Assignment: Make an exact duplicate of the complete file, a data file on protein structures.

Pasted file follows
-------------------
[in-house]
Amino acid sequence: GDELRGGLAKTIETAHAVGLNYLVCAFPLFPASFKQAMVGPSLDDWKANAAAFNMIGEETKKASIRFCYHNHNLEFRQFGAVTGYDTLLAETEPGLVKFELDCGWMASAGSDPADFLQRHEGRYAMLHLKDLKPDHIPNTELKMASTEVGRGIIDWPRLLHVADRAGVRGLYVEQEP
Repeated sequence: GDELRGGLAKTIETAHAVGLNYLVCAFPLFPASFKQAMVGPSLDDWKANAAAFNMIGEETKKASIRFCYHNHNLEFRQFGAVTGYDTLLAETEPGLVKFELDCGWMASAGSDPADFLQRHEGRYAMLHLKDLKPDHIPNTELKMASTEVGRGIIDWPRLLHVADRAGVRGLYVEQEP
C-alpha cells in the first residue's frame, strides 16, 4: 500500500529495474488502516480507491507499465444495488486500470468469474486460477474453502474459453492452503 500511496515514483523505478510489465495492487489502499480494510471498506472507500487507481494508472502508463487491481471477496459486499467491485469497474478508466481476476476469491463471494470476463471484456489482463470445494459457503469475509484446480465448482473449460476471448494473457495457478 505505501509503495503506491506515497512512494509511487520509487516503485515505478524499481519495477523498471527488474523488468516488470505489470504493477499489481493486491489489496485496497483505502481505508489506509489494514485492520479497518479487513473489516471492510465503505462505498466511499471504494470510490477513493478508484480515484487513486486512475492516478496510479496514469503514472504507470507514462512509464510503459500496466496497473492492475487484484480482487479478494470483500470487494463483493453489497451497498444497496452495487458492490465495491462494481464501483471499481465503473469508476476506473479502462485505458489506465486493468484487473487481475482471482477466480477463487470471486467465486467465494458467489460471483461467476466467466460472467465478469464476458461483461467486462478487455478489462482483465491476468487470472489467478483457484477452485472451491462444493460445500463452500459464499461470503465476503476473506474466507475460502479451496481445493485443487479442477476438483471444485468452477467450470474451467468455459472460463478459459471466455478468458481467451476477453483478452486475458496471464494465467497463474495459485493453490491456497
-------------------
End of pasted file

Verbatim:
[in-house]
Amino acid sequence: GDELRGGLAKTIETAHAVGLNYLVCAFPLFPASFKQAMVGPSLDDWKANAAAFNMIGEETKKASIRFCYHNHNLEFRQFGAVTGYDTLLAETEPGLVKFELDCGWMASAGSDPADFLQRHEGRYAMLHLKDLKPDHIPNTELKMASTEVGRGIIDWPRLLHVADRAGVRGLYVEQEP
Repeated sequence: GDELRGGLAKTIETAHAVGLNYLVCAFPLFPASFKQAMVGPSLDDWKANAAAFNMIGEETKKASIRFCYHNHNLEFRQFGAVTGYDTLLAETEPGLVKFELDCGWMASAGSDPADFLQRHEGRYAMLHLKDLKPDHIPNTELKMASTEVGRGIIDWPRLLHVADRAGVRGLYVEQEP
C-alpha cells in the first residue's frame, strides 16, 4: 500500500529495474488502516480507491507499465444495488486500470468469474486460477474453502474459453492452503 500511496515514483523505478510489465495492487489502499480494510471498506472507500487507481494508472502508463487491481471477496459486499467491485469497474478508466481476476476469491463471494470476463471484456489482463470445494459457503469475509484446480465448482473449460476471448494473457495457478 505505501509503495503506491506515497512512494509511487520509487516503485515505478524499481519495477523498471527488474523488468516488470505489470504493477499489481493486491489489496485496497483505502481505508489506509489494514485492520479497518479487513473489516471492510465503505462505498466511499471504494470510490477513493478508484480515484487513486486512475492516478496510479496514469503514472504507470507514462512509464510503459500496466496497473492492475487484484480482487479478494470483500470487494463483493453489497451497498444497496452495487458492490465495491462494481464501483471499481465503473469508476476506473479502462485505458489506465486493468484487473487481475482471482477466480477463487470471486467465486467465494458467489460471483461467476466467466460472467465478469464476458461483461467486462478487455478489462482483465491476468487470472489467478483457484477452485472451491462444493460445500463452500459464499461470503465476503476473506474466507475460502479451496481445493485443487479442477476438483471444485468452477467450470474451467468455459472460463478459459471466455478468458481467451476477453483478452486475458496471464494465467497463474495459485493453490491456497